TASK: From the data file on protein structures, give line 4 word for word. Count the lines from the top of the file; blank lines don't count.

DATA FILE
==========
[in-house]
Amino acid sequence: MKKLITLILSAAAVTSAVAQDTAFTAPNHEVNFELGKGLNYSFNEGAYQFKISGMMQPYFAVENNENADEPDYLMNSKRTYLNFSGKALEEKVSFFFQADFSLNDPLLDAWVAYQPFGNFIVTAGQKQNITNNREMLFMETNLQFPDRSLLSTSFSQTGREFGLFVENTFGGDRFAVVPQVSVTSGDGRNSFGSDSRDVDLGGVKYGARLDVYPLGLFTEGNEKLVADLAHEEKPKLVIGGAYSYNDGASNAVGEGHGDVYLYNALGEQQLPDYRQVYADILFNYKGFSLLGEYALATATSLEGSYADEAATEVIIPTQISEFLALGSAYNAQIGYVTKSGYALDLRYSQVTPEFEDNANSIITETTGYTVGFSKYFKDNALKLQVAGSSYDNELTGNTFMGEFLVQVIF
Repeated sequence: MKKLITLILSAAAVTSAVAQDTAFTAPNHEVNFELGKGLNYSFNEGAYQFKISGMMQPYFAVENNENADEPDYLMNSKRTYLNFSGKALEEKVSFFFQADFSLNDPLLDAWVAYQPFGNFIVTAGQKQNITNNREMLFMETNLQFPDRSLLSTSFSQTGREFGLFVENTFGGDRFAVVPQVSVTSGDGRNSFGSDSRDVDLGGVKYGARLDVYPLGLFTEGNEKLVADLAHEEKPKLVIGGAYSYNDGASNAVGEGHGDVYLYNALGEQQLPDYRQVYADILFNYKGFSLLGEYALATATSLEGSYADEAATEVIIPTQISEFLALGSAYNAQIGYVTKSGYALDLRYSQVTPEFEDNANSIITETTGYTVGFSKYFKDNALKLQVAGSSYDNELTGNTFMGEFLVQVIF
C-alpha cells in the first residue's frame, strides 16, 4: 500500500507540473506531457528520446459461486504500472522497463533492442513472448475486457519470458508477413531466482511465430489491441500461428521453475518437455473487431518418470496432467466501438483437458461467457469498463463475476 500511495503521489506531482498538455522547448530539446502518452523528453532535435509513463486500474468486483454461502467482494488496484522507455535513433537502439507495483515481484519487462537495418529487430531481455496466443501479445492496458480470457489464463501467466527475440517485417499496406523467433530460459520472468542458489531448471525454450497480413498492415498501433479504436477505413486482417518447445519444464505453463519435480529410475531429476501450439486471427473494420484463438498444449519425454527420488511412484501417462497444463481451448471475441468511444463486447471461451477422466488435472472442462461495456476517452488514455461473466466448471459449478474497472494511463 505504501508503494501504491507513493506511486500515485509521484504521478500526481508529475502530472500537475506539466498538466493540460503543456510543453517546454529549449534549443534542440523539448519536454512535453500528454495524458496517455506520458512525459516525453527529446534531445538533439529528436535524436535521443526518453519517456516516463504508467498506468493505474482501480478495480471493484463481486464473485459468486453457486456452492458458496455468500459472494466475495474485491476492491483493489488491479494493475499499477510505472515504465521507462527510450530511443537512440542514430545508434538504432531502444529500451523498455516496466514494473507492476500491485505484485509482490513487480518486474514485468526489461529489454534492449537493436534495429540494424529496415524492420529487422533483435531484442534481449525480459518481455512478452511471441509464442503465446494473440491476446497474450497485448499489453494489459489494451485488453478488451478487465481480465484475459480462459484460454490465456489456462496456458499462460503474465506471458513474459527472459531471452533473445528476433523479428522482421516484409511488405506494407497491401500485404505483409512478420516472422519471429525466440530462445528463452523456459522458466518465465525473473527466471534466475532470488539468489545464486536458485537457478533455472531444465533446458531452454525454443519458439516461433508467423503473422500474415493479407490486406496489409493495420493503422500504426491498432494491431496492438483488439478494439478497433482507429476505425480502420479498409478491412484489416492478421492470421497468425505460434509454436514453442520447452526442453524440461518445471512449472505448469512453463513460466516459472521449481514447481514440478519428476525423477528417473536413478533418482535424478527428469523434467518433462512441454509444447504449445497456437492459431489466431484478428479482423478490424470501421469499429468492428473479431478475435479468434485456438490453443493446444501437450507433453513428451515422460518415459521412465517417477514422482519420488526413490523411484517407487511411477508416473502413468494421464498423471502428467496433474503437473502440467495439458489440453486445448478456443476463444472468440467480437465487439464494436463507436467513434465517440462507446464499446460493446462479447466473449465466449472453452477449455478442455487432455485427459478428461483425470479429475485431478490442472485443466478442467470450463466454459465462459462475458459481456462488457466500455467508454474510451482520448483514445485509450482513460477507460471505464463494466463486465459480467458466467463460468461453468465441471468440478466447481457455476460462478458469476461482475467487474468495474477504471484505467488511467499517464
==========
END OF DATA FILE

C-alpha cells in the first residue's frame, strides 16, 4: 500500500507540473506531457528520446459461486504500472522497463533492442513472448475486457519470458508477413531466482511465430489491441500461428521453475518437455473487431518418470496432467466501438483437458461467457469498463463475476 500511495503521489506531482498538455522547448530539446502518452523528453532535435509513463486500474468486483454461502467482494488496484522507455535513433537502439507495483515481484519487462537495418529487430531481455496466443501479445492496458480470457489464463501467466527475440517485417499496406523467433530460459520472468542458489531448471525454450497480413498492415498501433479504436477505413486482417518447445519444464505453463519435480529410475531429476501450439486471427473494420484463438498444449519425454527420488511412484501417462497444463481451448471475441468511444463486447471461451477422466488435472472442462461495456476517452488514455461473466466448471459449478474497472494511463 505504501508503494501504491507513493506511486500515485509521484504521478500526481508529475502530472500537475506539466498538466493540460503543456510543453517546454529549449534549443534542440523539448519536454512535453500528454495524458496517455506520458512525459516525453527529446534531445538533439529528436535524436535521443526518453519517456516516463504508467498506468493505474482501480478495480471493484463481486464473485459468486453457486456452492458458496455468500459472494466475495474485491476492491483493489488491479494493475499499477510505472515504465521507462527510450530511443537512440542514430545508434538504432531502444529500451523498455516496466514494473507492476500491485505484485509482490513487480518486474514485468526489461529489454534492449537493436534495429540494424529496415524492420529487422533483435531484442534481449525480459518481455512478452511471441509464442503465446494473440491476446497474450497485448499489453494489459489494451485488453478488451478487465481480465484475459480462459484460454490465456489456462496456458499462460503474465506471458513474459527472459531471452533473445528476433523479428522482421516484409511488405506494407497491401500485404505483409512478420516472422519471429525466440530462445528463452523456459522458466518465465525473473527466471534466475532470488539468489545464486536458485537457478533455472531444465533446458531452454525454443519458439516461433508467423503473422500474415493479407490486406496489409493495420493503422500504426491498432494491431496492438483488439478494439478497433482507429476505425480502420479498409478491412484489416492478421492470421497468425505460434509454436514453442520447452526442453524440461518445471512449472505448469512453463513460466516459472521449481514447481514440478519428476525423477528417473536413478533418482535424478527428469523434467518433462512441454509444447504449445497456437492459431489466431484478428479482423478490424470501421469499429468492428473479431478475435479468434485456438490453443493446444501437450507433453513428451515422460518415459521412465517417477514422482519420488526413490523411484517407487511411477508416473502413468494421464498423471502428467496433474503437473502440467495439458489440453486445448478456443476463444472468440467480437465487439464494436463507436467513434465517440462507446464499446460493446462479447466473449465466449472453452477449455478442455487432455485427459478428461483425470479429475485431478490442472485443466478442467470450463466454459465462459462475458459481456462488457466500455467508454474510451482520448483514445485509450482513460477507460471505464463494466463486465459480467458466467463460468461453468465441471468440478466447481457455476460462478458469476461482475467487474468495474477504471484505467488511467499517464